Category Archives: Home and Garden

Kim Smith Lecture Chelmsford Public Library

Please join me Tuesday evening  at 7pm at the Chelmsford Public Library for my lecture The Pollinator Garden. The event is free and open to the public. I hope to see you there!

Pipevine Swallowtail Eggs ©Kim Smith 2012Pipevine Swallowtail Eggs, East Gloucester

Queen Anne’s Lace

Queen Annes's Lace -3 ©Kim smith 2015Queen Annes's Lace ©Kim smith 2015Although not a native North American wildflower, Queen Anne’s Lace has adapted to our climate well, reportedly growing in every state save for Idaho, Alaska, and Hawaii. A member of the Umbelliferae, or Carrot Family, Queen Anne’s Lace also goes by the common names Wild Carrot, Bird’s Nest, and Bishops’s Lace. The root of young plants, although white, tastes like a carrot, and when rubbed together between fingers, the foliage smells of parsley (also a member of the Umbel Family).

Black Swallowtail osmeterium ©Kim Smith 2011 copyQueen Anne’s Lace is a caterpillar food plant of the Black Swallowtail Butterfly. Don’t despair butterfly lovers. Although the butterflies have been slow to awaken this year, I have high hopes that just as flowering plants are several weeks behind, so too will the the butterflies emerge–only later than expected.

Black Swallowtail Butterfly Zinnia Male ©Kim Smith 2013.Please join me Tuesday evening  at 7pm at the Chelmsford Public Library for my lecture The Pollinator Garden. The event is free and open to the public. I hope to see you there!

Queen Annes's Lace -4 ©Kim smith 2015

Addendum ~

Reader Wendy Beer writes and submits terrific photo of a Black Swallowtail caterpillar on Queen Anne’s Lace:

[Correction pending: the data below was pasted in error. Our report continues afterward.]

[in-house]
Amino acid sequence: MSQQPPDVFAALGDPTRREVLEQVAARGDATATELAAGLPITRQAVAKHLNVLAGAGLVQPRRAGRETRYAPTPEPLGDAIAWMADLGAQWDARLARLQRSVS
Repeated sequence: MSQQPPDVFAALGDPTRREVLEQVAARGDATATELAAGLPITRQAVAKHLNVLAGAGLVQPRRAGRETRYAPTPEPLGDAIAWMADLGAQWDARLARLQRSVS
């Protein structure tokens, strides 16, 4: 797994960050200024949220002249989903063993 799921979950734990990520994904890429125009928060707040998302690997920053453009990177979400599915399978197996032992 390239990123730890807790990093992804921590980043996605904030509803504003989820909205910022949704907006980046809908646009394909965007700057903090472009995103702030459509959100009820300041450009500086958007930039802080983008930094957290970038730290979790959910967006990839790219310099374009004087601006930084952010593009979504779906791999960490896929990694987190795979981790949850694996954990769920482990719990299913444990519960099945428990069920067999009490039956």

Hi Kim,

I came across your web site when I was trying to find out what kind of caterpillar I had in my back yard. I was thrilled to find your website and now am following your updates. Thank you so much for answering my question about the Queen Anne’s lace and the Black Swallowtail Butterfly. I have attached the picture I took in my back yard (London, Ontario) for you.


Wendy Beer

Black Swallowtail Butterfly June 2015

Thank You Lynn Bird, Catherine Ryan, Charles, and George

For giving up another Sunday morning to help at the HarborWalk. I am so thankful for your continued help, especially this spring with our daughter’s upcoming wedding. You are doing a tremendous job. I just can’t express how greatly appreciated is your time, energy, hard work, and thoughtfulness. Thank you also to Lise Breen, Amy Kerr, Leslie Heffron, and Beth Chiancola for your help many Sunday mornings this spring.

Through working on the HarborWalk I have met some of the nicest and most kind hearted people one could ever hope to meet. If you would like to lend a hand and come work with the amazing Friends of the HarborWalk, email me at

Charles and George King ©Kim Smith 2015Today we planted patches of butterfly, bee, and songbird attracting annuals. I am so proud of the job George and Charles accomplished–64 plants all on their own!

The Uncommonly Common Yellowthroat

Common Yellowthroat Warbler ©Gloucester MA -2 ©Kim Smith 2015Male Common Yellowthroat fluffing and drying feathers after his many baths.